To further verify the interaction between PsLSD1 and AtIMPα1, we performed bimolecular fluorescence complementation (BiFC) assay in Arabidopsis protoplasts. As shown in Figure 3C, no fluorescence signal was observed in protoplasts co-expressing YN-AtIMPα1 and YC-HA (upper panel), whereas the fluorescence signal was detected in the nucleus of protoplasts co-expressing YN-AtIMPα1 and YC-PsLSD1 (bottom panel). This result indicates that PsLSD1 associates with AtIMPα1 in vivo. Taken together, these data demonstrate that PsLSD1 associates with importin α.
Next we carried out GST pull-down assay to analyze the interaction between the NLS of PsLSD1 and AtIMPα1. Figure 4 showed that the N-terminal domain, which served as the NLS, but not the C-terminal domain of PsLSD1 directly bound to AtIMPα1 in vitro; the N-terminal domain of PsLSD1 bound to AtIMPα1 with a greater intensity than full length PsLSD1 did (Figure 4). Moreover, deletion of the first, second, or third zinc finger significantly decreased the binding of PsLSD1 to At IMPα1 (Figure 4), suggesting that the zinc fingers are involved in direct interaction with importin α. Thus, our data suggest that the NLS of PsLSD1 directly binds to importin α in vitro.
Purified MBP-PsLSD1, MBP, MBP-PsLSD1NTD, MBP-PsLSD1CTD, MBP-PsLSD1ΔZF1, MBP-PsLSD1ΔZF2, and MBP-PsLSD1ΔZF3 were incubated with GST-AtIMPα1 or GST (control) bound to MagneGST™ glutathione particles, respectively. Pulled-down proteins and “Input” sample (purified MBP fusion proteins) were detected by Western blot using an anti-MBP polyclonal antibody. The experiments were performed two times with similar results.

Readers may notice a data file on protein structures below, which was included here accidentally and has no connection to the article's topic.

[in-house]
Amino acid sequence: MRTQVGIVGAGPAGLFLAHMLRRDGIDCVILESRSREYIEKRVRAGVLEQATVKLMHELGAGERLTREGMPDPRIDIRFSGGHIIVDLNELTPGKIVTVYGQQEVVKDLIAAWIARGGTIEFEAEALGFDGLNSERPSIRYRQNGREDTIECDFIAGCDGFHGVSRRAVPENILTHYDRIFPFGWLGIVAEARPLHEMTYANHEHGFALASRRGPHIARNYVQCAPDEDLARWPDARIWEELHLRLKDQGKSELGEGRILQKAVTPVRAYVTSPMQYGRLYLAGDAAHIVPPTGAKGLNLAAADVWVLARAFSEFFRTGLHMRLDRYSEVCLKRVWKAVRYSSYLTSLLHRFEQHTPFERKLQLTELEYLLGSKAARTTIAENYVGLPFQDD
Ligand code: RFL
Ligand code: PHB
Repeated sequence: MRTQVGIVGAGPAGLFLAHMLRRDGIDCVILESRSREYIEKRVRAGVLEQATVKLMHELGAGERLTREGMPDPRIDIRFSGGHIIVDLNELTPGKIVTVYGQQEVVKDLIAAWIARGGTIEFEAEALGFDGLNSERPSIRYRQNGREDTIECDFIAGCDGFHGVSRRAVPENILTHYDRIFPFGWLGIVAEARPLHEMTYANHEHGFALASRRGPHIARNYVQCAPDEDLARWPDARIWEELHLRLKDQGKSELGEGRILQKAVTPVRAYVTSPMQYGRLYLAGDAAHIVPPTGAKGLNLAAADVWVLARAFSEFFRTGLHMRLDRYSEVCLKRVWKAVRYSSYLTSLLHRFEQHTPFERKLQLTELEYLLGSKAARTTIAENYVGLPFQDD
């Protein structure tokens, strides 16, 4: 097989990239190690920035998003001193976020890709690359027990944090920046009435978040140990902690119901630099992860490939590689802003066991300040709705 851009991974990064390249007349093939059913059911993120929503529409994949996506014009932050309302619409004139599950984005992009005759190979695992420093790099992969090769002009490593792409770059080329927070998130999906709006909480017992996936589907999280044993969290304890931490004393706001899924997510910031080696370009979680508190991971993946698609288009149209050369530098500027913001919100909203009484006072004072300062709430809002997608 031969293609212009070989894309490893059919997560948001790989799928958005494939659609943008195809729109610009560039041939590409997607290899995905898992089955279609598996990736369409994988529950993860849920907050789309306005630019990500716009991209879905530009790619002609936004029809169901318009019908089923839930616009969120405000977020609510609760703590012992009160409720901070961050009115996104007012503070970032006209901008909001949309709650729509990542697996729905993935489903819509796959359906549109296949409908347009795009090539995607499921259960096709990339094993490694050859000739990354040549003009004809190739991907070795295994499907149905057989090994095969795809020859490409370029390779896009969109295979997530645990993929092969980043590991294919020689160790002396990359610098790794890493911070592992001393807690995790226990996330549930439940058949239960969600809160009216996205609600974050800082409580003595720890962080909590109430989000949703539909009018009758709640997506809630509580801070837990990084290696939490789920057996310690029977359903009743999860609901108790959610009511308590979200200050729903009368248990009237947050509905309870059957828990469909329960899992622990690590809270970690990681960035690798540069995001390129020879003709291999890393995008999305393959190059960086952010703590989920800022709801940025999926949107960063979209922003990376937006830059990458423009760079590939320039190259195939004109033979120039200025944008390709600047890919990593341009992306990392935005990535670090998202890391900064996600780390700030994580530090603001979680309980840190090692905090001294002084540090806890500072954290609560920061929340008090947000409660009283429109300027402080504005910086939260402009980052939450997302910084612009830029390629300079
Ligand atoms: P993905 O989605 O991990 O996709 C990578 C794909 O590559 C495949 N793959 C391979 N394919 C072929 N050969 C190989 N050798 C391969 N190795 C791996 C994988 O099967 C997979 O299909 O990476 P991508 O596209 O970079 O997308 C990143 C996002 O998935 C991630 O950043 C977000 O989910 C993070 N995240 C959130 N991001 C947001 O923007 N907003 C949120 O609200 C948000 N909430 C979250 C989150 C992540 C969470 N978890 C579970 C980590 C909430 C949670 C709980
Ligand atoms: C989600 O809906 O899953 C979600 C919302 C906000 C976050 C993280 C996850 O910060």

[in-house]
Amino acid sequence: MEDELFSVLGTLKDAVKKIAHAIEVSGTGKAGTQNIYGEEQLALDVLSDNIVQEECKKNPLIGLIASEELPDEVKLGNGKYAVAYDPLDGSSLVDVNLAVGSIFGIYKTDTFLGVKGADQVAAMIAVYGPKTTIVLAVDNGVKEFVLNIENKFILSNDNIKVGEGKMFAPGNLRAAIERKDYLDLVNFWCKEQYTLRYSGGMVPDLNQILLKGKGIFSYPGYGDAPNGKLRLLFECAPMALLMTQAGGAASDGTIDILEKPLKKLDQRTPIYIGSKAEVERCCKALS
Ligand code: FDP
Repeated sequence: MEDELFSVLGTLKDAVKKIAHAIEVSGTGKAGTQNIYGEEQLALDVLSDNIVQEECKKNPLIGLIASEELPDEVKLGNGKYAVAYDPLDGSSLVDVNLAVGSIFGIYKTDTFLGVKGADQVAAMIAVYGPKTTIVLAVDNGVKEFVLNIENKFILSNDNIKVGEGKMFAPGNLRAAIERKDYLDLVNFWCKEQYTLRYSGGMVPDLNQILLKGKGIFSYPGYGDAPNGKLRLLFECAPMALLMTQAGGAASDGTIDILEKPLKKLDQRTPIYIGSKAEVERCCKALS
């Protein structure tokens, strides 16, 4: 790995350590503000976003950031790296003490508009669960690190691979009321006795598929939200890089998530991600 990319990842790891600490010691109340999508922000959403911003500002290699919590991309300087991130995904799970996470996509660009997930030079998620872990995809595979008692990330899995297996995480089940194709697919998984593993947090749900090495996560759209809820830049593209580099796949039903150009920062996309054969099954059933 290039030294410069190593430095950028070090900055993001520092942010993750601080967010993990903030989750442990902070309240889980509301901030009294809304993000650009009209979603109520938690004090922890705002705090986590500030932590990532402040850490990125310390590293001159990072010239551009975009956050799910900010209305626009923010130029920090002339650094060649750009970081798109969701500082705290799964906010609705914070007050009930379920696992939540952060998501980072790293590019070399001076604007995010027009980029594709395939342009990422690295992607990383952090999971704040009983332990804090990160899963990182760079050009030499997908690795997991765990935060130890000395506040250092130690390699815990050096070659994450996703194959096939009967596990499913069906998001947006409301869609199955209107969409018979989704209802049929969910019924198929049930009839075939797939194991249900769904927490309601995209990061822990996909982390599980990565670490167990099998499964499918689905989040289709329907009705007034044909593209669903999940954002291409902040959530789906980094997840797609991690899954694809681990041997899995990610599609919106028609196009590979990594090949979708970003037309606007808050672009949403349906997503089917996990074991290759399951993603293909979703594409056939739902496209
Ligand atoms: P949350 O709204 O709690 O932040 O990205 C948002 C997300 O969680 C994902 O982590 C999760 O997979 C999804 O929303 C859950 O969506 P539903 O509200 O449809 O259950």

PsLSD1 is localized in the nucleus
Consistent with AtLSD1 , , , our data indicate that PsLSD1 contains three LSD1-type zinc finger motifs (Figure S1), and negatively regulates plant PCD (Figure 1C and 1D), demonstrating that PsLSD1 is a homolog of AtLSD1. Subcellular localization analysis of GFP-PsLSD1 indicates that PsLSD1 is localized in the nucleus (Figure 2B). This result was further supported by subcellular localization analysis of PsLSD1 deletion and point mutants (Figure 2C, 2D, 2E and 2F), and the finding that PsLSD1 interacts with nuclear import receptor importin α (Figure 3A, 3B, and 3C). Taken together, our data demonstrate that LSD1 is localized in the nucleus.